-- Chris Weigant


Follow Chris on Twitter: @ChrisWeigant


13 Comments on “Ohio Takes Half-Step On Redistricting Reform”

  1. [1] 
    Paula wrote:

    There was a fair amount of analysis offered over the last several months, here in Ohio, about Issue One. In the end the pro-people concluded this would pass easily and immediately versus a much more challenging, protracted effort to get to the independent commission. Which always remains "the next step" if this turns out to be a bust.

    But we'll hope it helps make this state a lot more "representative" than it is now.

  2. [2] 
    goode trickle wrote:


    This might be an intersting story to follow in regards to the "jungle system".

  3. [3] 
    TheStig wrote:


    If you coined the term "mutually assured gerrymandering" (MAG), congrats, it's a good one!

    While gerrymandering can be used to produce ultra safe districts for senior congress people, the real power comes from managing risk. The majority party dilutes the power of the minority by cramming as many of them as possible into one or two ultra safe districts for the minority-but creating many more reliably safe districts for the majority party. It's statistical gamble, but the odds strongly favor the majority party.

    It's nice that small states are signing up for reform, but the real action is in the bigger states with more potential for creative vote dilution.

    While the Ohio legislation is a bit too crafty for my taste, it does have the advantage of creating a number of potential public hearings which will presumably draw press coverage, with potential for court dates that draw more press coverage. Sunshine is good disinfectant etc. Lawsuits are also good disinfectant.

  4. [4] 
    nypoet22 wrote:

    elbridge gerry 2020

  5. [5] 
    nypoet22 wrote:

    i wonder if the ohio legislature intended the measure to be a poison pill, designed for them to be able to say the voters didn't want redistricting reform, and were subsequently surprised when such a convoluted thing actually passed.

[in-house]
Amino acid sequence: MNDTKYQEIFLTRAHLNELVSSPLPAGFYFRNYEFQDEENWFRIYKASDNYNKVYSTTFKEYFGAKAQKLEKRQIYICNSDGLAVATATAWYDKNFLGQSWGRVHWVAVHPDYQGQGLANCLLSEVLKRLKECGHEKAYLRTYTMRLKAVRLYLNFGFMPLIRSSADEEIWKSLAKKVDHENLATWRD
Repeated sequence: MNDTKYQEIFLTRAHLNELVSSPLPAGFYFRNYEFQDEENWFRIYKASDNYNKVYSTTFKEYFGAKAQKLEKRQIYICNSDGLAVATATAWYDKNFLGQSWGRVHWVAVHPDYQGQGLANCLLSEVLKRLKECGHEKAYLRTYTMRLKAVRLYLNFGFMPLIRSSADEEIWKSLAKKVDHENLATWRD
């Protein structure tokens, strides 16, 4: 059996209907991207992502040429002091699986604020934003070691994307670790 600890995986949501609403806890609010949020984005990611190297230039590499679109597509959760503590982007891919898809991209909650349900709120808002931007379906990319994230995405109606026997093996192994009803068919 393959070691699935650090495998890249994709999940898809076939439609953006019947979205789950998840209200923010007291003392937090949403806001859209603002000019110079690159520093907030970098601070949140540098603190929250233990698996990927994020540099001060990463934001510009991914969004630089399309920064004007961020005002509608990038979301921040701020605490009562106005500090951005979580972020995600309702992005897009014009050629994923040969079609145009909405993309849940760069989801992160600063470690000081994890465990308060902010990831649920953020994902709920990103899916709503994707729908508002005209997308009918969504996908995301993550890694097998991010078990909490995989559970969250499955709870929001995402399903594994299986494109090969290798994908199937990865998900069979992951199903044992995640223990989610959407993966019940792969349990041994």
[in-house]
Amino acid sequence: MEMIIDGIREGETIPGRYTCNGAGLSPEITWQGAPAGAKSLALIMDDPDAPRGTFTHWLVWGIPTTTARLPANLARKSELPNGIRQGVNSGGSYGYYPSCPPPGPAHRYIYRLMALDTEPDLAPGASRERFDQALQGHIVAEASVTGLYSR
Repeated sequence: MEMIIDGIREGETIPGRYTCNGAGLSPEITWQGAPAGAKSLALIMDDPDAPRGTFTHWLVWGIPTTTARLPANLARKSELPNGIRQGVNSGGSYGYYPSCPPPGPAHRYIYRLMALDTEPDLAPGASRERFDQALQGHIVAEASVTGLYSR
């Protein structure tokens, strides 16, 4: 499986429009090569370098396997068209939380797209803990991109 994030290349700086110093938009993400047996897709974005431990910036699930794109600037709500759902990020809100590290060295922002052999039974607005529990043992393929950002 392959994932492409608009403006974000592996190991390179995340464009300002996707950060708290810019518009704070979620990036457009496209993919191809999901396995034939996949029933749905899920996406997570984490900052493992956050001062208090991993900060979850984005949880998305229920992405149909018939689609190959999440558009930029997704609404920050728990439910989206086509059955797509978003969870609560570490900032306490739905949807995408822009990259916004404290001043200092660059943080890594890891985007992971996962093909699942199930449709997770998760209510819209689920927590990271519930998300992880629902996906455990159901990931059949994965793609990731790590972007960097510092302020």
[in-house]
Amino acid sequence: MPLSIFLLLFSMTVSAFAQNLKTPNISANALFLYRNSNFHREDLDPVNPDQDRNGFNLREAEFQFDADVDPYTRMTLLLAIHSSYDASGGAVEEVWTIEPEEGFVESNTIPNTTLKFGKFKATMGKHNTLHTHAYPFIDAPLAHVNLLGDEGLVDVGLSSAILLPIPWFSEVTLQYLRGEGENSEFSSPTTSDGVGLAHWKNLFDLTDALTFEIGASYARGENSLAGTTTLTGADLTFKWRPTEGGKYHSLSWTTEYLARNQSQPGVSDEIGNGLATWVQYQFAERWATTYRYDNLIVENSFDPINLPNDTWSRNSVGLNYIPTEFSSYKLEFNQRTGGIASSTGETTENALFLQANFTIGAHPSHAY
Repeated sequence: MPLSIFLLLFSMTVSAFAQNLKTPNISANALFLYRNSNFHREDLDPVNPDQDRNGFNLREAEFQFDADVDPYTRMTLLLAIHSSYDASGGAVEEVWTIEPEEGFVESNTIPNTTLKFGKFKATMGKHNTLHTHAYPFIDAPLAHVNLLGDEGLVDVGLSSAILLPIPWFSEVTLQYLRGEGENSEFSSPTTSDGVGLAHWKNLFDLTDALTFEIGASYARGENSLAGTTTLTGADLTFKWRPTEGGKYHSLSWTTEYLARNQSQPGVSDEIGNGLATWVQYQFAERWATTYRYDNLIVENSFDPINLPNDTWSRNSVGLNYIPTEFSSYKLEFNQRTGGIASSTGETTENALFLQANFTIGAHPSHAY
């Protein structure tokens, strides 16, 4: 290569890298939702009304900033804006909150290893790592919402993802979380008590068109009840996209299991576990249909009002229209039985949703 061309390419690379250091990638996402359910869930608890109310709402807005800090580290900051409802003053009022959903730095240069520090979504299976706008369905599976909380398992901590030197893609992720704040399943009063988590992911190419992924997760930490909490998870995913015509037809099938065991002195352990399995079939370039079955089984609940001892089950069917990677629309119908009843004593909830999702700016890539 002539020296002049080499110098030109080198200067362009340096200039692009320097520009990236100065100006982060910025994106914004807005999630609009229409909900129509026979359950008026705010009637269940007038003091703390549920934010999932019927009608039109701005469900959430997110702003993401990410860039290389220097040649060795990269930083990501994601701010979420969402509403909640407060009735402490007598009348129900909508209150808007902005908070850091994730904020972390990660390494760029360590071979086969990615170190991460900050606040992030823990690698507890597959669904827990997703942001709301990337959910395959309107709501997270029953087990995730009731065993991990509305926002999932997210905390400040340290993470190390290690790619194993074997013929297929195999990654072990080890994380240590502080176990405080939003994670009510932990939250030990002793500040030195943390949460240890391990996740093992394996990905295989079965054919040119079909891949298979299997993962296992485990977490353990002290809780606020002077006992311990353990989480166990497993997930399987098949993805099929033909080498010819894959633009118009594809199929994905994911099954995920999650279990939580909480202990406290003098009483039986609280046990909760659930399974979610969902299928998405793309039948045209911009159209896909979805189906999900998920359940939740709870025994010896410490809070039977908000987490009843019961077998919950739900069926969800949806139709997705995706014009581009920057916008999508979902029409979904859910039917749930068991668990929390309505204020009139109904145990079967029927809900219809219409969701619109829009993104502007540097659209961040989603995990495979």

6. [6] 
    John M wrote:

    Here in Florida in 2010 through a citizen ballot initiative, two state constitutional amendments were adopted regarding the redistricting process. While still leaving the process entirely in the hands of the state legislature, the amendments require that state legislative and congressional boundaries be drawn in such ways that they establish "fairness," are "as equal in population as feasible" and use "city, county and geographical boundaries." After the Republican dominated legislature drew new districts that ignored virtually all of those requirements, they were promptly sued and after four trials, three special sessions and eight separate rulings from the Florida Supreme Court, eventually lost in favor of maps submitted by a coalition led by the League of Women Voters and other groups.

    Republicans still dominate in the state House though. University of Florida political science professor Dan Smith said Republicans are better at fielding candidates and running campaigns, particularly in about 30 truly competitive districts. "Republicans have done a good job of targeting those areas and getting good candidates and putting a lot of money into marginal districts, which they tend to win," he said. Likewise, he said state Senate maps are drawn fairly, but Democrats under perform in districts they should win. Part of the problem with Democrats is institutional. The party has no discipline and doesn't recruit candidates as aggressively as it should.

  7. [7] 
    nypoet22 wrote: